A row has emerged between British Airways and Heathrow over the airport’s hopes to increase domestic flights once it gets a third runway.
Heathrow has written to the government asking it to “ring-fence” a proportion for domestic flights of the extra take-off and landing slots created.
But BA has hit out at the plan, saying that the airport does not have any standing to control destinations served by the slots, the Daily Telegraph reported.
“It’s not in Heathrow’s gift to increase domestic flying from the airport,” said BA’s owner, International Airlines Group.
“Airlines, not airports, decide where to fly based on routes’ profitability.”
BA is based at Heathrow and has about half of the take off and landing slots currently available.
The airline called for competitive fees to encourage flights at Heathrow, adding: “The best way to encourage domestic routes is for the airport to be fairly priced.
“It’s hard to make routes viable if airlines are charged more at Heathrow than any other airport. If costs are low, flights will follow.”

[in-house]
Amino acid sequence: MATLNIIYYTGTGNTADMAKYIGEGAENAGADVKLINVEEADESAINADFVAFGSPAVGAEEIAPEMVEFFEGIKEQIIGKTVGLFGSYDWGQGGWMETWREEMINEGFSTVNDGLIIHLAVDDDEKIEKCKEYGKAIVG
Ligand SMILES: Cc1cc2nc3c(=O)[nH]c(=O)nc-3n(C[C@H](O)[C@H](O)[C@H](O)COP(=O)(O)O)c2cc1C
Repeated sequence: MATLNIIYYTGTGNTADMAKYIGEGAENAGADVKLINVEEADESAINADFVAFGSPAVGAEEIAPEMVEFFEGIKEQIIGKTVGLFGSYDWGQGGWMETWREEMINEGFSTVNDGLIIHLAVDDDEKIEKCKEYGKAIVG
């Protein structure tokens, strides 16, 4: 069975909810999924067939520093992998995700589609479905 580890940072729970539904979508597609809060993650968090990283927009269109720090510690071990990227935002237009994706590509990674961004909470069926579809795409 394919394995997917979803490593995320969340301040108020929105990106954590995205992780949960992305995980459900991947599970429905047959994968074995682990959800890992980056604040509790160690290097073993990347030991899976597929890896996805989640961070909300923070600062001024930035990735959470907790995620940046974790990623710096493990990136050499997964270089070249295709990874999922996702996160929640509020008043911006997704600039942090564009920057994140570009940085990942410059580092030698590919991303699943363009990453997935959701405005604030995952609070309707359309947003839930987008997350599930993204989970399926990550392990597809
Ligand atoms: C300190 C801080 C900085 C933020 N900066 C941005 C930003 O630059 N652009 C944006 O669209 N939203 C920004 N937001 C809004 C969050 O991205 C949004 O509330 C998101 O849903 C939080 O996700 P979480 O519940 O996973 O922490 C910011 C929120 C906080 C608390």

Heathrow handles almost 76 million passengers a year and about 470,000 flights, making it the busiest airport in Europe and the seventh busiest in the world.
If the plans to add the third runway go ahead, the airport is expected to see flights increase to more than 700,000 a year.
Currently, only 6% of passengers travel on domestic flights from Heathrow to eight UK destinations, though this could soar if plans go ahead to add more UK services.
The airport is only able to ask for the slots to be earmarked because of Brexit, as once the UK leaves the European Union it will not be controlled by the bloc’s competition rules.
A Heathrow spokesman said: “We’ve always been clear that an expanded Heathrow must deliver for all of Britain and that’s why we’re urging the government to back our proposal to ring-fence slots at an expanded Heathrow for domestic use, an opportunity now possible because Britain is leaving the EU.”
The row followed foreign secretary and former London mayor Boris Johnson claiming a third runway is “not the right solution” for airport expansion.
The long-term critic of Heathrow expansion was quoted by ITV News as saying an additional runway at the London hub would be “very difficult to deliver” despite the Conservative election manifesto backing development of the airport.